06 July 2009

Are You Experienced?

Because of the relative dearth of valuable treasure in my Swords & Wizardry ‘Ilmahal’ campaign setting, experience points are not awarded for treasure found (gold pieces, magic items, etc.).  Instead, experience points are awarded for opponents and obstacles overcome, missions completed, and clever playing (as outlined below).

1.     Experience points are awarded for foes overcome, whether slain, subdued, fooled, dealt with diplomatically, or whatever.  (If characters unnecessarily fight non-player characters or monsters, experience point awards are reduced or even eliminated.)  The amount awarded = 100 x HD + bonuses for special abilities (d4 HD creatures = 50 exp; d6 HD = 80 exp).  ‘Challenges’ overcome without combat are assigned a ‘hit dice equivalent’ by the Game Master.

2.     Experience points should also be awarded for traps, tricks, and other life-threatening obstacles overcome.  In general, 50-1000 experience points should be awarded, depending on the difficulty of the obstacle in question (a rough guide is 100 x average character level).

3.     Finally, experience points are awarded for missions completed (typically 200 x Party Average Level).

The above awards are totalled and divided amongst all characters at the end of an adventure.  The Game Master may also provide individual experience awards for clever thinking, good ideas, etc.  Such awards normally should not exceed 100 x character level.

5 comments:

  1. I've never (30+ years never) awarded XP for gold or treasure found. It never made sense to me.

    "I found this magic sword on the floor. My word! I learned so much about being a Druid just now!"

    That's ridiculous. Besides, you often get points for defeating enemies which the items you find will help you do better and faster anyway.

    I have a list of things I award XP for including (but not limited to) furthering the plot, furthering your own subploy/backstory, defeating enemies creatively, doing or saying something that entertained the group, solving a riddle or puzzle, creative use of an item, spell or ability, etc.

    'Course I don't run D&D or its cousins very often so I'm not sure how well my idea translates.

    AD
    Barking Alien

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  2. @Barking Alien

    I agree. Money and magical items are their own reward.

    In our current Castles & Crusades campaign, I give experience per encounter and also for monsters defeated. Encounters include combat, puzzle-solving, questioning the town's night watch, disarming a trap, etc.

    Your idea translates very well.

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  3. The reason XP was given for treasure recovered is because finding treasure was the original goal of the game. Therefore, it was an index of the player's success, and encouraged players to find ways to get treasure without killing everything in sight.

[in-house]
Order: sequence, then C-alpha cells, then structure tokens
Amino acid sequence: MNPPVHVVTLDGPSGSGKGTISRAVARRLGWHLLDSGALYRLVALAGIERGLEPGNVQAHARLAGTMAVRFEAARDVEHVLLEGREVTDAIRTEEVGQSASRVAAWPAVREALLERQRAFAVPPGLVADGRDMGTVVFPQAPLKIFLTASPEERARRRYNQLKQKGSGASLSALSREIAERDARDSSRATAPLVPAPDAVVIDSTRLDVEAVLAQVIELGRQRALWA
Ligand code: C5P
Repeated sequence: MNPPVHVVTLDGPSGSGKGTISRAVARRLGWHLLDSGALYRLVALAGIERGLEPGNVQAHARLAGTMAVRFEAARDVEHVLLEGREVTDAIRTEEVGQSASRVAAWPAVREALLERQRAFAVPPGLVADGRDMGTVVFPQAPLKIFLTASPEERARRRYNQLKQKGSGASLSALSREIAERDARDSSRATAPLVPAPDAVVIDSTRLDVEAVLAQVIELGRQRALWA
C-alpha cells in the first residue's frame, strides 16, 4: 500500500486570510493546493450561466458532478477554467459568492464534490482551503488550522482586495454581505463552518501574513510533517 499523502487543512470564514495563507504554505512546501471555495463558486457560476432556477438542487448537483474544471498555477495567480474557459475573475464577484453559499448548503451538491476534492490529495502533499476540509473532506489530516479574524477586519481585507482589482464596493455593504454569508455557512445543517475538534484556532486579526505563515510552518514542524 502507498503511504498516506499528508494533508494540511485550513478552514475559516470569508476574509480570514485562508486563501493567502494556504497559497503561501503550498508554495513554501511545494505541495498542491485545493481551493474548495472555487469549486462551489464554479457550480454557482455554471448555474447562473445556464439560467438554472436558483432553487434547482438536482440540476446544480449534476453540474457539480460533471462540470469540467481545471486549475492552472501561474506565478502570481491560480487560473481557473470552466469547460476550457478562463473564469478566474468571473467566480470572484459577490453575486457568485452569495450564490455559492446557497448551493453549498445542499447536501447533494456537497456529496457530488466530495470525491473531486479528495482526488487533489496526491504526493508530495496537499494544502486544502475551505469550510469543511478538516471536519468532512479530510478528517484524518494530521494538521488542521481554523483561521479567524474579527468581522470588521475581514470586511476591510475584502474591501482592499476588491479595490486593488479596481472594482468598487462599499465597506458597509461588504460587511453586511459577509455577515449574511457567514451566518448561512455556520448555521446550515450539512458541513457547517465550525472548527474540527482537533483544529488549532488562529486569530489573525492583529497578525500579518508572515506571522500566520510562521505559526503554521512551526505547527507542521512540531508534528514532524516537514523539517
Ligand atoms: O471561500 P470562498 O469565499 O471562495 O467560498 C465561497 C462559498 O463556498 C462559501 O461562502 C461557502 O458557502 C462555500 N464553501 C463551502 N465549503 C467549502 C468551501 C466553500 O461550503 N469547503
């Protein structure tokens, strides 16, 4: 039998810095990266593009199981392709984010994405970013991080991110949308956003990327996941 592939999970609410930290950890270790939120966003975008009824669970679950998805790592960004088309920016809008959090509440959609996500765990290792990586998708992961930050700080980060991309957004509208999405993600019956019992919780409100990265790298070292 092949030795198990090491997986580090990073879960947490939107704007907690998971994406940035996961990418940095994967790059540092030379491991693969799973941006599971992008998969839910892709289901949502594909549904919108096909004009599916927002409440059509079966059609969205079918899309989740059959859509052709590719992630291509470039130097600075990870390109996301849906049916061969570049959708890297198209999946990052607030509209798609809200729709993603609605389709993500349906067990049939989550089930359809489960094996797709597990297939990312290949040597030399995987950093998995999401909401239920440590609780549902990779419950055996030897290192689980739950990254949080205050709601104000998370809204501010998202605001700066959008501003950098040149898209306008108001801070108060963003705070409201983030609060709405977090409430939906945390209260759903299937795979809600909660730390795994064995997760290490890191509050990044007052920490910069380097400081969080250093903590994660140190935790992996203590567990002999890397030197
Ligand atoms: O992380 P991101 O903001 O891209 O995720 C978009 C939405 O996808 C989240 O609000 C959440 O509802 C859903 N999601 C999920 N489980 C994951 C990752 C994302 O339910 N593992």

I have to say that of all the 'sword & sorcery' rules variants posted here, this rules feels the least 'sword & sorcery' to me. I have not read Fritz Leiber's books, but the Conan stories frequently have him finding great treasures, and then squandering or losing them.

    Others have proposed rules that grant XP not for finding treasure, but for pissing it away, which seems much more sword and sorcery to me. Basically, they get 1 XP per GP, but only if that GP is spent on something that doesn't materially benefit the character, like carousing, tithing, 'training costs', etc. Of course, your post is nearly two years old, so you probably aren't going to change your system now. :)

    Over all though, I really like your rule variants, and will probably adopt a few of them if I ever get the chance to run an old school D&D game again. Thanks for posting them.

    Ed Green

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  4. The problem I've always had with rewarding XP for gold is not what the characters do with the vast accumulated wealth but what happens to the local economy when the characters start spending... Try living in Western Australia during the resource boom, "$7 for a cup of coffee, that's sounds reasonable..." or "Yes, one coil of hemp rope, previously 1 GP, since you lot arrived in town: 200 GP thanks very much".

    In Ed Green's example above, the first time Cornman the Barbarian pisses away a few hundred coins on loose drinks and cold women he's have a blast; sooner or later though, his returns would diminish as the economy collapses.

    It might be Swords & Sorcery or Rock & Roll but it doesn't work.

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I'm a Canadian political philosopher who divides his time between Milwaukee and Toronto.